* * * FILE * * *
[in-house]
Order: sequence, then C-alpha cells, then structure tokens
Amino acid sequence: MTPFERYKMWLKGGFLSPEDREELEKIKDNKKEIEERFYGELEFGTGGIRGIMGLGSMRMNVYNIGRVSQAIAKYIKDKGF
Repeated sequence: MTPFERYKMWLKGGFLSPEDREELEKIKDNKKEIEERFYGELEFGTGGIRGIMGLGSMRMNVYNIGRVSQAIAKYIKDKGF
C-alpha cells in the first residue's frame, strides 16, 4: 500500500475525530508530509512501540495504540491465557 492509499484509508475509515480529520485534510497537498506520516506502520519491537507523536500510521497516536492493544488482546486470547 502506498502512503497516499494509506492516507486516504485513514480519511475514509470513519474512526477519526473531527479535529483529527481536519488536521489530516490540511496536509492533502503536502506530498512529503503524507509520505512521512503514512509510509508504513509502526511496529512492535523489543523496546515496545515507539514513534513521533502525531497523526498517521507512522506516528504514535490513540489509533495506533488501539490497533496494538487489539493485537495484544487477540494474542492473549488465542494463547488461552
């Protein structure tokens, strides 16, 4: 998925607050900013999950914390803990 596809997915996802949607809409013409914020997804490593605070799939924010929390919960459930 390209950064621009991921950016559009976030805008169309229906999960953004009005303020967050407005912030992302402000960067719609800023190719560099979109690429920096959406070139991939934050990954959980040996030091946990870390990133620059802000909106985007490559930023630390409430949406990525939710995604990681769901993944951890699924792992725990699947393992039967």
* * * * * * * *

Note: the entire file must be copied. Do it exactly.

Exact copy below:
[in-house]
Order: sequence, then C-alpha cells, then structure tokens
Amino acid sequence: MTPFERYKMWLKGGFLSPEDREELEKIKDNKKEIEERFYGELEFGTGGIRGIMGLGSMRMNVYNIGRVSQAIAKYIKDKGF
Repeated sequence: MTPFERYKMWLKGGFLSPEDREELEKIKDNKKEIEERFYGELEFGTGGIRGIMGLGSMRMNVYNIGRVSQAIAKYIKDKGF
C-alpha cells in the first residue's frame, strides 16, 4: 500500500475525530508530509512501540495504540491465557 492509499484509508475509515480529520485534510497537498506520516506502520519491537507523536500510521497516536492493544488482546486470547 502506498502512503497516499494509506492516507486516504485513514480519511475514509470513519474512526477519526473531527479535529483529527481536519488536521489530516490540511496536509492533502503536502506530498512529503503524507509520505512521512503514512509510509508504513509502526511496529512492535523489543523496546515496545515507539514513534513521533502525531497523526498517521507512522506516528504514535490513540489509533495506533488501539490497533496494538487489539493485537495484544487477540494474542492473549488465542494463547488461552
């Protein structure tokens, strides 16, 4: 998925607050900013999950914390803990 596809997915996802949607809409013409914020997804490593605070799939924010929390919960459930 390209950064621009991921950016559009976030805008169309229906999960953004009005303020967050407005912030992302402000960067719609800023190719560099979109690429920096959406070139991939934050990954959980040996030091946990870390990133620059802000909106985007490559930023630390409430949406990525939710995604990681769901993944951890699924792992725990699947393992039967």